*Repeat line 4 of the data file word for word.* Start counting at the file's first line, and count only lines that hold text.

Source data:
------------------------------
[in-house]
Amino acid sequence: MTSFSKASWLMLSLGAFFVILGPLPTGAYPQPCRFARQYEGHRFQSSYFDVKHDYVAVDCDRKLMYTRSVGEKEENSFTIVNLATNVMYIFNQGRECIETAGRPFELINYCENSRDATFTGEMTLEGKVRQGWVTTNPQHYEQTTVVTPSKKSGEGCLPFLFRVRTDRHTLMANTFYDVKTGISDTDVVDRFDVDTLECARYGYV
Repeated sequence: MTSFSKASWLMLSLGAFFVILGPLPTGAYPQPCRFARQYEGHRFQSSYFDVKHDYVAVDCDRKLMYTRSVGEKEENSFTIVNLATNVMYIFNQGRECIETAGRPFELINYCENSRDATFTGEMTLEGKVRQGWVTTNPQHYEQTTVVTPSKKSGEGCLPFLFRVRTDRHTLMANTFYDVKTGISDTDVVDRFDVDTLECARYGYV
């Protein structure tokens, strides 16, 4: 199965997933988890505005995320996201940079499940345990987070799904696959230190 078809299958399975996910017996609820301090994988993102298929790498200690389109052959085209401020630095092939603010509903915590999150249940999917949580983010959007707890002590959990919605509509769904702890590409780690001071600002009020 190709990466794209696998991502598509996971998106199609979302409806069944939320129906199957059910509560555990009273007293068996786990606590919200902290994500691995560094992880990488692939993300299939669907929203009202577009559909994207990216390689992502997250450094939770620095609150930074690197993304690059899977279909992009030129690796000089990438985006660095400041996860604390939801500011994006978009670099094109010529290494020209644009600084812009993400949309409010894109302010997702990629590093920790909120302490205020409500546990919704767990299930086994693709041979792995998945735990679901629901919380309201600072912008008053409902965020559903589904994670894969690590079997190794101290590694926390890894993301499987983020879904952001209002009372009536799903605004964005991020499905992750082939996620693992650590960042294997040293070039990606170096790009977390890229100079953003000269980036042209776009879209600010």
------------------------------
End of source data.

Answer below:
């Protein structure tokens, strides 16, 4: 199965997933988890505005995320996201940079499940345990987070799904696959230190 078809299958399975996910017996609820301090994988993102298929790498200690389109052959085209401020630095092939603010509903915590999150249940999917949580983010959007707890002590959990919605509509769904702890590409780690001071600002009020 190709990466794209696998991502598509996971998106199609979302409806069944939320129906199957059910509560555990009273007293068996786990606590919200902290994500691995560094992880990488692939993300299939669907929203009202577009559909994207990216390689992502997250450094939770620095609150930074690197993304690059899977279909992009030129690796000089990438985006660095400041996860604390939801500011994006978009670099094109010529290494020209644009600084812009993400949309409010894109302010997702990629590093920790909120302490205020409500546990919704767990299930086994693709041979792995998945735990679901629901919380309201600072912008008053409902965020559903589904994670894969690590079997190794101290590694926390890894993301499987983020879904952001209002009372009536799903605004964005991020499905992750082939996620693992650590960042294997040293070039990606170096790009977390890229100079953003000269980036042209776009879209600010």